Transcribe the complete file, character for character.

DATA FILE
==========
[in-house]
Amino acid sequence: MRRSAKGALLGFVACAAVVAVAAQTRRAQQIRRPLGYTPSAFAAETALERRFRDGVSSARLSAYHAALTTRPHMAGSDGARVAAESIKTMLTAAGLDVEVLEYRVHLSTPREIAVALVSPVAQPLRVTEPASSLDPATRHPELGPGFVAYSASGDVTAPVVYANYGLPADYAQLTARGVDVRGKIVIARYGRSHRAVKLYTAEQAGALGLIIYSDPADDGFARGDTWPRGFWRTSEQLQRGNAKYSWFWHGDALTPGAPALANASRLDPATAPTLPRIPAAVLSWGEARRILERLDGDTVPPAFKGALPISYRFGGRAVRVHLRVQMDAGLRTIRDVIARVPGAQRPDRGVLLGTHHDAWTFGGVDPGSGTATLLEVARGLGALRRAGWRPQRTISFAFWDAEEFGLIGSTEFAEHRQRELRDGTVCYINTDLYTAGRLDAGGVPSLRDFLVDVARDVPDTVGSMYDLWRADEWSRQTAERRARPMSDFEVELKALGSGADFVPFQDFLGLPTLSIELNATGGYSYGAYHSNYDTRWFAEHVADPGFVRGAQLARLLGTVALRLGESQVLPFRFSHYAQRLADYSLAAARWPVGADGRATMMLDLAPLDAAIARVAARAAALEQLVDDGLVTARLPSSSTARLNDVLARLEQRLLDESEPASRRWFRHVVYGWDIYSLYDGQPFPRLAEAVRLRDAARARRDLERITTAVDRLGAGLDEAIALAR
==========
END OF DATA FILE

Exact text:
[in-house]
Amino acid sequence: MRRSAKGALLGFVACAAVVAVAAQTRRAQQIRRPLGYTPSAFAAETALERRFRDGVSSARLSAYHAALTTRPHMAGSDGARVAAESIKTMLTAAGLDVEVLEYRVHLSTPREIAVALVSPVAQPLRVTEPASSLDPATRHPELGPGFVAYSASGDVTAPVVYANYGLPADYAQLTARGVDVRGKIVIARYGRSHRAVKLYTAEQAGALGLIIYSDPADDGFARGDTWPRGFWRTSEQLQRGNAKYSWFWHGDALTPGAPALANASRLDPATAPTLPRIPAAVLSWGEARRILERLDGDTVPPAFKGALPISYRFGGRAVRVHLRVQMDAGLRTIRDVIARVPGAQRPDRGVLLGTHHDAWTFGGVDPGSGTATLLEVARGLGALRRAGWRPQRTISFAFWDAEEFGLIGSTEFAEHRQRELRDGTVCYINTDLYTAGRLDAGGVPSLRDFLVDVARDVPDTVGSMYDLWRADEWSRQTAERRARPMSDFEVELKALGSGADFVPFQDFLGLPTLSIELNATGGYSYGAYHSNYDTRWFAEHVADPGFVRGAQLARLLGTVALRLGESQVLPFRFSHYAQRLADYSLAAARWPVGADGRATMMLDLAPLDAAIARVAARAAALEQLVDDGLVTARLPSSSTARLNDVLARLEQRLLDESEPASRRWFRHVVYGWDIYSLYDGQPFPRLAEAVRLRDAARARRDLERITTAVDRLGAGLDEAIALAR